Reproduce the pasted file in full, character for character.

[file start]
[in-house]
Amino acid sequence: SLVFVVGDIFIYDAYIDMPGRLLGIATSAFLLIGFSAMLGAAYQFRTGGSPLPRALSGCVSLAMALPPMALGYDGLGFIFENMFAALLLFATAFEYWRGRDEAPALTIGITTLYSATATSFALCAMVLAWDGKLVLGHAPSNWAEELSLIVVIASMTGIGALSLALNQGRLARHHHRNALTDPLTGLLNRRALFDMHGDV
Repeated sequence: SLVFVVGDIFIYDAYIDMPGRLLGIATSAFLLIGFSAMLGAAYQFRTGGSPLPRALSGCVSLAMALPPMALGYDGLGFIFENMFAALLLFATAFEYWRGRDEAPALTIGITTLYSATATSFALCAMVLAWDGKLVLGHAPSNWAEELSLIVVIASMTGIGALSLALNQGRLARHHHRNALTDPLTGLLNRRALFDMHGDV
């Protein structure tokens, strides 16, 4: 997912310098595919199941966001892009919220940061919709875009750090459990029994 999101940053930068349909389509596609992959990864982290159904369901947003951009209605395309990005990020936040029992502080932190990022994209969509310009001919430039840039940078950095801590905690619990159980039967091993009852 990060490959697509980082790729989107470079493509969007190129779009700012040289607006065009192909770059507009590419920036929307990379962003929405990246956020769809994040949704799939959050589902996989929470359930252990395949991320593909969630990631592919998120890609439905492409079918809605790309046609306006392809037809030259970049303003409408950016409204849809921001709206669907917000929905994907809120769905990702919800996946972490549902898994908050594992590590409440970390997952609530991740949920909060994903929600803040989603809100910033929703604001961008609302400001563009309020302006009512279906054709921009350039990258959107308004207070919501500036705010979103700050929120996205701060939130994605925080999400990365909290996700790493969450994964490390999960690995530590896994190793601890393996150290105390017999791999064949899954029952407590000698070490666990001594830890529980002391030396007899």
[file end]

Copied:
[in-house]
Amino acid sequence: SLVFVVGDIFIYDAYIDMPGRLLGIATSAFLLIGFSAMLGAAYQFRTGGSPLPRALSGCVSLAMALPPMALGYDGLGFIFENMFAALLLFATAFEYWRGRDEAPALTIGITTLYSATATSFALCAMVLAWDGKLVLGHAPSNWAEELSLIVVIASMTGIGALSLALNQGRLARHHHRNALTDPLTGLLNRRALFDMHGDV
Repeated sequence: SLVFVVGDIFIYDAYIDMPGRLLGIATSAFLLIGFSAMLGAAYQFRTGGSPLPRALSGCVSLAMALPPMALGYDGLGFIFENMFAALLLFATAFEYWRGRDEAPALTIGITTLYSATATSFALCAMVLAWDGKLVLGHAPSNWAEELSLIVVIASMTGIGALSLALNQGRLARHHHRNALTDPLTGLLNRRALFDMHGDV
């Protein structure tokens, strides 16, 4: 997912310098595919199941966001892009919220940061919709875009750090459990029994 999101940053930068349909389509596609992959990864982290159904369901947003951009209605395309990005990020936040029992502080932190990022994209969509310009001919430039840039940078950095801590905690619990159980039967091993009852 990060490959697509980082790729989107470079493509969007190129779009700012040289607006065009192909770059507009590419920036929307990379962003929405990246956020769809994040949704799939959050589902996989929470359930252990395949991320593909969630990631592919998120890609439905492409079918809605790309046609306006392809037809030259970049303003409408950016409204849809921001709206669907917000929905994907809120769905990702919800996946972490549902898994908050594992590590409440970390997952609530991740949920909060994903929600803040989603809100910033929703604001961008609302400001563009309020302006009512279906054709921009350039990258959107308004207070919501500036705010979103700050929120996205701060939130994605925080999400990365909290996700790493969450994964490390999960690995530590896994190793601890393996150290105390017999791999064949899954029952407590000698070490666990001594830890529980002391030396007899």